21 September—2 November, 2023
A DIARY OF STATES OF MIND: Su Xiaobai, Leonardo Drew, Dale Frank
Hong Kong—Presented by Pearl Lam Galleries, A Diary of States of Mind is a journey into the minds of three artists: Su Xiaobai, Leonardo Drew, and Dale Frank, each presenting a unique perspective on how their daily engagement with art serves as a means of self-reflection, liberation, and transformation. The exhibition beckons viewers to delve into the laborious art practices where the boundaries of materiality, time, and emotion blur, giving rise to the search for the essence of art.
Titled A Diary of States of Mind, the exhibition underscores how daily artistic practice cultivates an interiority through the making of art objects and precipitates material transformation to celebrate the autonomy of art. This group exhibition focuses on the emergence of the artists’ inner worlds and how we as viewers come to terms with such visual experiences in return.
With precision, Chinese artist Su Xiaobai reduces the materiality of the artwork to investigate its core meaning, creating curved, textured, and sculpture-like entities that are both tactile and contemplative. His daily ritual of applying and layering lacquer paint on linen is a meditative process that captures the ever-evolving states of his mind. Subtle undulations, light and shadows, depth of texture, tactile sensations, and movements in his paintings serve as tangible traces, inviting viewers to explore his inner world. Su’s use of traditional Chinese lacquer not only reflects his deep connection to China’s past but, more importantly, also conveys a sense of longing to bring forth the innate quality of the medium. Su’s art refrains from explicit meaning, hence inviting us to enter into his states of mind.
New York-based sculptor Leonardo Drew’s approach to raw materials is a powerful manifestation that draws from the memories of his own lived experience in the city. Drew uses jagged, gold-plated shards of porcelain to create “living” works that engage in a profound dialogue between geology and modernity. His creations, weathered and stacked to resemble the debris and ruins from urbanisation, carry the weight of his daily contemplation.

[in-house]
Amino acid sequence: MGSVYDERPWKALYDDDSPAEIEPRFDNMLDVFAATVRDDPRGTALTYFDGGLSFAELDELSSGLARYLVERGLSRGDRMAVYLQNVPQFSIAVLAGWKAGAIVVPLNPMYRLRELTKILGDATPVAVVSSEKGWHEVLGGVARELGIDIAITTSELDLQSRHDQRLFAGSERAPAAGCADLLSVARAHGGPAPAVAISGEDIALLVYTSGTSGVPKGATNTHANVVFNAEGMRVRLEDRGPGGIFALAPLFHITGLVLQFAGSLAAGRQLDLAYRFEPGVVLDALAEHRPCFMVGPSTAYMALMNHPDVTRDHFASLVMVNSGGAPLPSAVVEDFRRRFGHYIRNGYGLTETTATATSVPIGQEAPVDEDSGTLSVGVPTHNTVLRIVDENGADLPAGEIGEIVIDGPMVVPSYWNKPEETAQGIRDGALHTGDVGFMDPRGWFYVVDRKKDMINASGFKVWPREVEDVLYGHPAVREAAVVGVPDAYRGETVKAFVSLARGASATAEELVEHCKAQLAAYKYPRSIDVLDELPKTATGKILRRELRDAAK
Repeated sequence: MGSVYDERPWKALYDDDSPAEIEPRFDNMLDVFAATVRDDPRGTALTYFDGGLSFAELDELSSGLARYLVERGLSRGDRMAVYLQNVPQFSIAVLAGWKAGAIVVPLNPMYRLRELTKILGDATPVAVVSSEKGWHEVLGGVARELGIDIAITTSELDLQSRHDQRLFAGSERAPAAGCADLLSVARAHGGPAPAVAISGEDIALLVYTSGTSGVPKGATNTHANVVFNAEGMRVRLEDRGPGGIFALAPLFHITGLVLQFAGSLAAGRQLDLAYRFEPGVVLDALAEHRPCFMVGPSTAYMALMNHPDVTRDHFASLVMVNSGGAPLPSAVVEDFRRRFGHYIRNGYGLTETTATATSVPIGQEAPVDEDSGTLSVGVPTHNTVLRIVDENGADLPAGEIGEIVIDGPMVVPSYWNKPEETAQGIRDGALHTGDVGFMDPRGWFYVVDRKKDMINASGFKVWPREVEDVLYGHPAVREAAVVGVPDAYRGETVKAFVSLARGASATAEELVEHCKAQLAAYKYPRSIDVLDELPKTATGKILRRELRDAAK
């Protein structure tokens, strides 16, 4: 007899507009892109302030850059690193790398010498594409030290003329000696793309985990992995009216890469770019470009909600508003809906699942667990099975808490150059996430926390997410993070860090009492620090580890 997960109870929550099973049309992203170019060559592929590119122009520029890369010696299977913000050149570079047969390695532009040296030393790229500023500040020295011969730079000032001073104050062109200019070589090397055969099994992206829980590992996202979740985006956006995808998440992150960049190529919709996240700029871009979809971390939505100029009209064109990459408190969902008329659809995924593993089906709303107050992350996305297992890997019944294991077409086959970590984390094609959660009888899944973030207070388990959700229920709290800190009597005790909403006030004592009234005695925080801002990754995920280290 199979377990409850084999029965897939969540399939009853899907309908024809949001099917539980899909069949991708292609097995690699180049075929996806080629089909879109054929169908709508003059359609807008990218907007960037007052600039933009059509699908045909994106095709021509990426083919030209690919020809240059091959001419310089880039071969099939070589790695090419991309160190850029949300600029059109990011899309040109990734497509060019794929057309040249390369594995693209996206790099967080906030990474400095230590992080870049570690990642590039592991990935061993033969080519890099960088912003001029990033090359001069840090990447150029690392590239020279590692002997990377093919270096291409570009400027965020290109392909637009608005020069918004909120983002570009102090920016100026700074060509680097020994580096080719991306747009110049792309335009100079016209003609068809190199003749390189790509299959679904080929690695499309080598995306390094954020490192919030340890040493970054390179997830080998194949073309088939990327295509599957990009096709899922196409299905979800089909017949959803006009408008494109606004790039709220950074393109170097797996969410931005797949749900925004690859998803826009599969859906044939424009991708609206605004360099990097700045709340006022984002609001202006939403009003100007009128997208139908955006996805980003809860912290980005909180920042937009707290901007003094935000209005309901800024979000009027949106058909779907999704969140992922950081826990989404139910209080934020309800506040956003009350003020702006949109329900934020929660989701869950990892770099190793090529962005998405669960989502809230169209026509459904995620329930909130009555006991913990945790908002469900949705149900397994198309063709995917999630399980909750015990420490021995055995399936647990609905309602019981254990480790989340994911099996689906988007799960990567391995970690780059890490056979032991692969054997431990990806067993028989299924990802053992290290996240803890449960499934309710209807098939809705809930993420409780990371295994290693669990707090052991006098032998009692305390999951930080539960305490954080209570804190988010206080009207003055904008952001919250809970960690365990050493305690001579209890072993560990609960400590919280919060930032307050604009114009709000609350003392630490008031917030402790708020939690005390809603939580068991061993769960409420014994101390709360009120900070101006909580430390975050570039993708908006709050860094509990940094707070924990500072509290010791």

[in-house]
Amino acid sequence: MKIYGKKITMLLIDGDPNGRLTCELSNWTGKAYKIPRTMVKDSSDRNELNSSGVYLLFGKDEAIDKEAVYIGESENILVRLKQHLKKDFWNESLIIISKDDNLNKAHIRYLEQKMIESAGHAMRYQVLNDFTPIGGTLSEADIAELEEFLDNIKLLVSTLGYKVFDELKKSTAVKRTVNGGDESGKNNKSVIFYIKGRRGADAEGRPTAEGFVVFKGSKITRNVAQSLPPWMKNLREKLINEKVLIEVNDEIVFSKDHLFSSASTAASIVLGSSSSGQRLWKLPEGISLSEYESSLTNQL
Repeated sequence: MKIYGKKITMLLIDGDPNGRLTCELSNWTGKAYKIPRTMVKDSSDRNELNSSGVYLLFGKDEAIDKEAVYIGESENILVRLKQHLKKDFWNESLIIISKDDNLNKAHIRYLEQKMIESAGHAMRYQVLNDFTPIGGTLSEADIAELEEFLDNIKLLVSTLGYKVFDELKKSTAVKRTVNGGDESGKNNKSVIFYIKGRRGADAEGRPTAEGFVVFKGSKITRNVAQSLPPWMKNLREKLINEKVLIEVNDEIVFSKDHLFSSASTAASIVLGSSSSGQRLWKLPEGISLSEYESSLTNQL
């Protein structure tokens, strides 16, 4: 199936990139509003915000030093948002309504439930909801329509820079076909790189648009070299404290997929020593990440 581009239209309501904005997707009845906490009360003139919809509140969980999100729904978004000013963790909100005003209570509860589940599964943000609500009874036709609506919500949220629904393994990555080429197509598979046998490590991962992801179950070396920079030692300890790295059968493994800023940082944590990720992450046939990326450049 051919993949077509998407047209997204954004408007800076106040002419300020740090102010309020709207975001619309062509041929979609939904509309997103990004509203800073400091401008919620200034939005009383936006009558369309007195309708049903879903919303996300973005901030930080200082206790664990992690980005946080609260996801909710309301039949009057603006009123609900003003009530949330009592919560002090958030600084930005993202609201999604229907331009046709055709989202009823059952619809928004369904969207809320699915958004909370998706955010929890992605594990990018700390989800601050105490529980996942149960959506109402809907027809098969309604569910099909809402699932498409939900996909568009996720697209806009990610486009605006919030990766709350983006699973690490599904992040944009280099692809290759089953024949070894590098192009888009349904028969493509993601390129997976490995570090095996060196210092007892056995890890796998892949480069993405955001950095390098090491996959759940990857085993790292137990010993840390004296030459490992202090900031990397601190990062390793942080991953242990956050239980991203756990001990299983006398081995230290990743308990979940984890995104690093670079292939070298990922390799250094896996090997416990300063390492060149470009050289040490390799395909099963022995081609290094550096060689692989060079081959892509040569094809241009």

Drew claims: “There are a number of different dimensions you can arrive at with the actual material. So much history feeds into it. They keep evolving. Each piece is unique and may come from our different iterations, but each time we use them, they become stronger.”
Drew’s work reflects the cyclical nature of contemporary life, mirroring the ever-shifting states of his mind as he transforms raw materials into thought-provoking objects. His emphasis on materiality squarely challenges the viewer’s expectations, inviting the public to reconsider the origins of materials and their capacity to retain memories of form that are characterised by chaos and entropy—a testament to an ongoing dialogue with the world around him.
Refusing to be limited by the materiality of art, Australian Dale Frank expresses the unpredictable quality of his subconscious through the act of creation itself. Frank views his artworks as independent beings, with lives of their own, continuously evolving and rupturing. For him, painting becomes an open form for expressing a transcendental state not bound by worldly events nor individual authorship. In Frank’s oeuvre, time is a central theme—an ever-present issue that he masters as he paints. His creations capture the ephemeral nature of time, inviting viewers to partake in the exploration of the temporal nature of the mind. Through his innovative use of Perspex and reflective imageries, Frank challenges viewers to contemplate their own containment by what they see, creating a schism in between mediums and aesthetics.